In most European countries, the number of exchange-listed firms has begun declining subsequent to the global financial crisis in 2008/2009. In the U.S., these numbers had already started to decrease one decade earlier. We investigate how the global financial crisis encouraged family and non-family firms in Germany to transfer from the highest to a lower stock market segment. Using logit and firm-fixed effects regressions, we provide several explanations why we observe a higher propensity of family firms relative to non-family firms to migrate to a lower market segment subsequent to the financial crisis. Explanations are lower investments during the financial crisis, decreasing growth opportunities and operating performance as well as lower stock market quality. Consequently, many family firms reassessed their listing benefits and costs after the financial crisis as well as their initial market segment decision. In contrast, the transfer reasons for non-family firms are often a lower performance and financial difficulties.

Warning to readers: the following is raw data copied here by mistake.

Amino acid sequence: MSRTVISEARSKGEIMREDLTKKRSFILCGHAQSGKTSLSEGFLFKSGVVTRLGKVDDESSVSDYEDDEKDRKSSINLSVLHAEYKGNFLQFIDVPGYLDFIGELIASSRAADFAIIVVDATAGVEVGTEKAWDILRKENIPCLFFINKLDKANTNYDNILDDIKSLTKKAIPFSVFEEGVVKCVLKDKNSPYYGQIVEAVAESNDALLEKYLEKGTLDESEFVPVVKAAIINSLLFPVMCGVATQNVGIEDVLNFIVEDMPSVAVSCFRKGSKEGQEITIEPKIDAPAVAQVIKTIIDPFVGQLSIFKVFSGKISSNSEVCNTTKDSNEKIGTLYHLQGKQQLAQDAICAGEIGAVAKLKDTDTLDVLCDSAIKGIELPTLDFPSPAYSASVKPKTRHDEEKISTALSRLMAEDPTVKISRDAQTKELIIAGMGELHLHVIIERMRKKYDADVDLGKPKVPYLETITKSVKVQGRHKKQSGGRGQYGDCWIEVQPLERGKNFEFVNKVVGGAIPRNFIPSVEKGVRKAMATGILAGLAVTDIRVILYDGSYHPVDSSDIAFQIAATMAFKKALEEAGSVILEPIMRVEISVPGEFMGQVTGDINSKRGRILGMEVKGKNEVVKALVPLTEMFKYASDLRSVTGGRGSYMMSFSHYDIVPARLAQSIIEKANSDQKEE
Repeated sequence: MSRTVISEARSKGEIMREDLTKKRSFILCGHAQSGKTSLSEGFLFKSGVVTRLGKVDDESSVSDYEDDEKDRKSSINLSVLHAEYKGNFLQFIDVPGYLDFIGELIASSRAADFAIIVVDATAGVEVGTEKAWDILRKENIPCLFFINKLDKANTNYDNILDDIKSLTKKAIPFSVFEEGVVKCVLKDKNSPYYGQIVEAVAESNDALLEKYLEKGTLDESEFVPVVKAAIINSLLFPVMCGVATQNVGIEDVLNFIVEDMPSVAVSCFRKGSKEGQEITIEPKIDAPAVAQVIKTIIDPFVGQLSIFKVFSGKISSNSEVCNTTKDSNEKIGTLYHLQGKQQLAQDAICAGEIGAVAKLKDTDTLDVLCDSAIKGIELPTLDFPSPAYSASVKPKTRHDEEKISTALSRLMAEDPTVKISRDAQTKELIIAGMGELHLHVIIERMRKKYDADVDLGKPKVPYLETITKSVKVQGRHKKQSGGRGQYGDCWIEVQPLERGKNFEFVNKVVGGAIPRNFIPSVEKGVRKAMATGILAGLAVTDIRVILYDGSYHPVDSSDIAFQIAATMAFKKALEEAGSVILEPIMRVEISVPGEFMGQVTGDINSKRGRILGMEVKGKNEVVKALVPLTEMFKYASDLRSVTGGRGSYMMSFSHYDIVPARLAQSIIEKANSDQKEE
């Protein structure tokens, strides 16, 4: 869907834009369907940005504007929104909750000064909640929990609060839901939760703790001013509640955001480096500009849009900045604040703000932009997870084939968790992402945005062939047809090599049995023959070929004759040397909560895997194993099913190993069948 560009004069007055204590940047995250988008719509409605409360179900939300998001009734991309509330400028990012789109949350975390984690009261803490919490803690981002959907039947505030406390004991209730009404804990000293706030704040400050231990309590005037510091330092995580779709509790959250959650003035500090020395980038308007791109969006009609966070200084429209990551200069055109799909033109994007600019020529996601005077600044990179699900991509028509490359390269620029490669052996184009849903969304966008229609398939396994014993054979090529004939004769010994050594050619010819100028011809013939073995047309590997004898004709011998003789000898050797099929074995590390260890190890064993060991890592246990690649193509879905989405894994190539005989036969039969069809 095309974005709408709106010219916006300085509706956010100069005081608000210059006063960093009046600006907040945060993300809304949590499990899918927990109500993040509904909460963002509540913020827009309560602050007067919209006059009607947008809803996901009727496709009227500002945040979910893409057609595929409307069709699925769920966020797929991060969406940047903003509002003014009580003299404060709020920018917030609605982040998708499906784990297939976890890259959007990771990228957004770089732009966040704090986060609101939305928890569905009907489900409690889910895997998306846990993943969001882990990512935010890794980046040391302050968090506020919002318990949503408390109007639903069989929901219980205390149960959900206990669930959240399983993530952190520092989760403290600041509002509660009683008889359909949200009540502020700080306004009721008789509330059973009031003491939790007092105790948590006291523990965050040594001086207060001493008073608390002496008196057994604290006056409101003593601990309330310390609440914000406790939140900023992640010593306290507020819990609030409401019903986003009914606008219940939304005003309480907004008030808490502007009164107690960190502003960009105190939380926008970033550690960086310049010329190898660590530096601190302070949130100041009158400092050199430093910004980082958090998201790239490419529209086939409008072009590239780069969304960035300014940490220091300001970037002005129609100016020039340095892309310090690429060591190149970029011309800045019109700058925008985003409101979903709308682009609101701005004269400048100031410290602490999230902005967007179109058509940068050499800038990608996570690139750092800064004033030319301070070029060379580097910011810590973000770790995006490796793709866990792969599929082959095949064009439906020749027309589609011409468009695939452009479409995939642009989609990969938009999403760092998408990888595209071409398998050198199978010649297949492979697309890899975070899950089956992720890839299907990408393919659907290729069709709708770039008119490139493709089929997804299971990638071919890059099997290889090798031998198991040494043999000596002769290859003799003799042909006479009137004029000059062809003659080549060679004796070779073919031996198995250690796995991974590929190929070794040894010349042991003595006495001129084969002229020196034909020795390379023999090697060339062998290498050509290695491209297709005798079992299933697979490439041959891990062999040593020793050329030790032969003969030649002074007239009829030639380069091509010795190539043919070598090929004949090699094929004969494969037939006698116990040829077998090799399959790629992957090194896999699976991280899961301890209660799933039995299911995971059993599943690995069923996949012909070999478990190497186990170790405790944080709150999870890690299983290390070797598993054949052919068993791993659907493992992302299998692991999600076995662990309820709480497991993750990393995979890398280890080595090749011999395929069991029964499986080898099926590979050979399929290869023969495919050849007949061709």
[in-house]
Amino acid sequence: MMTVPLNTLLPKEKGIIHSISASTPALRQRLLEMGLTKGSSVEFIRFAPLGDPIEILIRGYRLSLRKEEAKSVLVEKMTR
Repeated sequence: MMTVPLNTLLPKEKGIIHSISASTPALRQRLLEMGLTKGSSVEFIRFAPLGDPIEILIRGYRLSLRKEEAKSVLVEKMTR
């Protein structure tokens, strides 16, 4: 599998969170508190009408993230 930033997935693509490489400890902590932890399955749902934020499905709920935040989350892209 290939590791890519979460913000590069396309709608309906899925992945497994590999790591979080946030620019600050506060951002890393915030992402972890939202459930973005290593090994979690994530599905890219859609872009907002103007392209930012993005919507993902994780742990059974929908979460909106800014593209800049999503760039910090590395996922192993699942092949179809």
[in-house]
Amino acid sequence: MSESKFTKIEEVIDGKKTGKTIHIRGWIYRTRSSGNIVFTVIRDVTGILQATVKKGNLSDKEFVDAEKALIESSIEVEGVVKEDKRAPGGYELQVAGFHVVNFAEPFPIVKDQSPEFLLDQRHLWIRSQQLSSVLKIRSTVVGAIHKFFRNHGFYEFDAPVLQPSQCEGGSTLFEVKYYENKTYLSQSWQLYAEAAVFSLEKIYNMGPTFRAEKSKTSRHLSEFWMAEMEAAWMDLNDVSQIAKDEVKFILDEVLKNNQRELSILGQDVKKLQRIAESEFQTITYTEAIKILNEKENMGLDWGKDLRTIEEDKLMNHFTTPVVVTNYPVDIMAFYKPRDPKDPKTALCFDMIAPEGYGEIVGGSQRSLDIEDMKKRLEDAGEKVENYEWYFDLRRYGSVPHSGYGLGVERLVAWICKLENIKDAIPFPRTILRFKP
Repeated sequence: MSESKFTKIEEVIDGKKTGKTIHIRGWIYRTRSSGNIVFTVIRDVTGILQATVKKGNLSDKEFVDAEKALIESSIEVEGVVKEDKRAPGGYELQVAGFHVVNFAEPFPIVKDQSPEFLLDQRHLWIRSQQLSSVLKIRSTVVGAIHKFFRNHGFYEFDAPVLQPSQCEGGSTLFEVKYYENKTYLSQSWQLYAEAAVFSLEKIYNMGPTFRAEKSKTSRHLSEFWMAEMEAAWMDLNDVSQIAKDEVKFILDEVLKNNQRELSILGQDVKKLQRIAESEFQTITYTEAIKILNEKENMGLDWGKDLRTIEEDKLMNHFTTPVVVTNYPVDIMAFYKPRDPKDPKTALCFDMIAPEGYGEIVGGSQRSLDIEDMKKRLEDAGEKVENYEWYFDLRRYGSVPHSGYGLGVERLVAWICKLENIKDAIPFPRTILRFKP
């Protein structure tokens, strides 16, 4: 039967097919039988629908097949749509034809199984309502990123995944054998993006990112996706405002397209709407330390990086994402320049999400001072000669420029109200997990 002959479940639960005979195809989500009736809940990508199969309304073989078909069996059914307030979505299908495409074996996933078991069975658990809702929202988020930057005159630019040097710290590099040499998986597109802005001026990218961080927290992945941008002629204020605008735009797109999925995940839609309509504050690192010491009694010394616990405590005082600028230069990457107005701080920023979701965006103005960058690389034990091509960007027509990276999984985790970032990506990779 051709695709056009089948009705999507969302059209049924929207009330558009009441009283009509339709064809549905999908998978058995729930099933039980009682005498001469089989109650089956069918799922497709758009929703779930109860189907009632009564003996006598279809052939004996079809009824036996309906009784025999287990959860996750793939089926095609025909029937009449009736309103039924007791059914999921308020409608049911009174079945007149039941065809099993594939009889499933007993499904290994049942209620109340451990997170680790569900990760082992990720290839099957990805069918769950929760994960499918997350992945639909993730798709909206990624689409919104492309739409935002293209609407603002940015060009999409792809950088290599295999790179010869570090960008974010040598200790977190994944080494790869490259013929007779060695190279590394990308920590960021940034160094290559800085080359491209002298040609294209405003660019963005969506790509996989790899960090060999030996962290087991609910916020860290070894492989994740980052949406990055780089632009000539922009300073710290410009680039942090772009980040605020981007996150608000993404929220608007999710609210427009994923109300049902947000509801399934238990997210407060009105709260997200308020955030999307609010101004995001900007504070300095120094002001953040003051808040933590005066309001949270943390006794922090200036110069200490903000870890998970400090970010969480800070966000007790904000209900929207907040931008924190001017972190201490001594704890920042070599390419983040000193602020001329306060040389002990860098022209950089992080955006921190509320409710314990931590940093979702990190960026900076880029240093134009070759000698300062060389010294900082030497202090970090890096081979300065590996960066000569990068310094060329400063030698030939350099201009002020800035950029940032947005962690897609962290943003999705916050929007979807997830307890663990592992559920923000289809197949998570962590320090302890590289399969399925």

Bibliographical noteFunding Information:
For valuable comments and suggestions, we would like to thank Brian Lucey (the editor), Samuel Vigne and an anonymous reviewer. We also thank Andr? Betzer and Ignacio Requejo for valuable suggestions. We are grateful to participants for their comments at the Research Seminar on Family Firms, University of Marburg, 2018, Eurasia Business and Economics Society Conference, Berlin, 2018, INFINITI Conference on International Finance, Pozna?, 2018, INFINITI Conference on International Finance ASIA-PACIFIC, Sydney, 2018, Paris Financial Management Conference, Paris, 2018, and the FMA European Conference, Glasgow, 2019.
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- Corporate governance
- Family firms
- Going dark
- Regulatory changes
- Securities market organization